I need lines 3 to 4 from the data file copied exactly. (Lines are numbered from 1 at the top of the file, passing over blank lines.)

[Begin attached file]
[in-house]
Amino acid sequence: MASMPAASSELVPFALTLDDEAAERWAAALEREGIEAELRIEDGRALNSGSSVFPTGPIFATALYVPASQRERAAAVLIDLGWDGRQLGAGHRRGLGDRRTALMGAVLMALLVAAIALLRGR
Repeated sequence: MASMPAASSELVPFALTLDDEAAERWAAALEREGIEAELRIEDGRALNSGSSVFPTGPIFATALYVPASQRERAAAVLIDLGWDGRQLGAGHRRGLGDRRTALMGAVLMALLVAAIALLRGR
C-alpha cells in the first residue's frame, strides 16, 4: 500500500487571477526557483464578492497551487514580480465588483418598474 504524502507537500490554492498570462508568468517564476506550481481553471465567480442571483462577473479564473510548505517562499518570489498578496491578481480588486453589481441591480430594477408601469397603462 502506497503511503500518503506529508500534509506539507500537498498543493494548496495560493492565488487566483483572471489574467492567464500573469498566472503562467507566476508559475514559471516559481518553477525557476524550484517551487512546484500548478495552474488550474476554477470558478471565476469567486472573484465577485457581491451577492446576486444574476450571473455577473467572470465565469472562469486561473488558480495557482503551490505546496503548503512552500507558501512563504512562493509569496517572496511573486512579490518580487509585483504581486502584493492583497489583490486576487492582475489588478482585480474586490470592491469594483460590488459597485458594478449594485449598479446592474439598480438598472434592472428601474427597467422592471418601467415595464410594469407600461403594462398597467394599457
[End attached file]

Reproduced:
Repeated sequence: MASMPAASSELVPFALTLDDEAAERWAAALEREGIEAELRIEDGRALNSGSSVFPTGPIFATALYVPASQRERAAAVLIDLGWDGRQLGAGHRRGLGDRRTALMGAVLMALLVAAIALLRGR
C-alpha cells in the first residue's frame, strides 16, 4: 500500500487571477526557483464578492497551487514580480465588483418598474 504524502507537500490554492498570462508568468517564476506550481481553471465567480442571483462577473479564473510548505517562499518570489498578496491578481480588486453589481441591480430594477408601469397603462 502506497503511503500518503506529508500534509506539507500537498498543493494548496495560493492565488487566483483572471489574467492567464500573469498566472503562467507566476508559475514559471516559481518553477525557476524550484517551487512546484500548478495552474488550474476554477470558478471565476469567486472573484465577485457581491451577492446576486444574476450571473455577473467572470465565469472562469486561473488558480495557482503551490505546496503548503512552500507558501512563504512562493509569496517572496511573486512579490518580487509585483504581486502584493492583497489583490486576487492582475489588478482585480474586490470592491469594483460590488459597485458594478449594485449598479446592474439598480438598472434592472428601474427597467422592471418601467415595464410594469407600461403594462398597467394599457